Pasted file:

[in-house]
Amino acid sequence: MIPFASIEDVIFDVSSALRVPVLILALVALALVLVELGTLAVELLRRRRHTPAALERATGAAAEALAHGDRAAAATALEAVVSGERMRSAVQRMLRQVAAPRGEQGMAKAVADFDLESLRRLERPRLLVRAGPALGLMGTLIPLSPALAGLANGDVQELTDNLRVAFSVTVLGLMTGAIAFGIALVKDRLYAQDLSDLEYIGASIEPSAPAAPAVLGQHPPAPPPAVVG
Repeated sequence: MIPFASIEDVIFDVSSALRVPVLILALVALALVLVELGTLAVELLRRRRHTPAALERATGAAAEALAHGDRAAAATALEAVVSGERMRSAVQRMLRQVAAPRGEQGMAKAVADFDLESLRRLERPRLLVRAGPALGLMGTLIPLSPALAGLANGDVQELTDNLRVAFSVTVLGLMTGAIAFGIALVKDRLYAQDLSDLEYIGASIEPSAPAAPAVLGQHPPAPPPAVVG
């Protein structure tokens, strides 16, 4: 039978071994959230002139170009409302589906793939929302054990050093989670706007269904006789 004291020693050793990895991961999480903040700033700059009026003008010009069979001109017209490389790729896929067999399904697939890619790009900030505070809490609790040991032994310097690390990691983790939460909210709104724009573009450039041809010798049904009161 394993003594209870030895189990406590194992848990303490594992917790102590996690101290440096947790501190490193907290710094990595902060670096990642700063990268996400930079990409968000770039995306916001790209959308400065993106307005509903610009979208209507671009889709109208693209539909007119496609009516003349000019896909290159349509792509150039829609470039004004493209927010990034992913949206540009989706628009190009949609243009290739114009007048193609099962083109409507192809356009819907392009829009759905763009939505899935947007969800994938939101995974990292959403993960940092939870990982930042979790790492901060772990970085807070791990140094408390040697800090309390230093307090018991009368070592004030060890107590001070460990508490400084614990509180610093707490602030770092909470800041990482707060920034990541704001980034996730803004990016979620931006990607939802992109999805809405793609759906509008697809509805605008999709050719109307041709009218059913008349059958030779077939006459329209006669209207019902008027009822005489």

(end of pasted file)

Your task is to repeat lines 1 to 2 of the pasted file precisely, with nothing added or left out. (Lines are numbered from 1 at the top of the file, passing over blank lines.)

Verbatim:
[in-house]
Amino acid sequence: MIPFASIEDVIFDVSSALRVPVLILALVALALVLVELGTLAVELLRRRRHTPAALERATGAAAEALAHGDRAAAATALEAVVSGERMRSAVQRMLRQVAAPRGEQGMAKAVADFDLESLRRLERPRLLVRAGPALGLMGTLIPLSPALAGLANGDVQELTDNLRVAFSVTVLGLMTGAIAFGIALVKDRLYAQDLSDLEYIGASIEPSAPAAPAVLGQHPPAPPPAVVG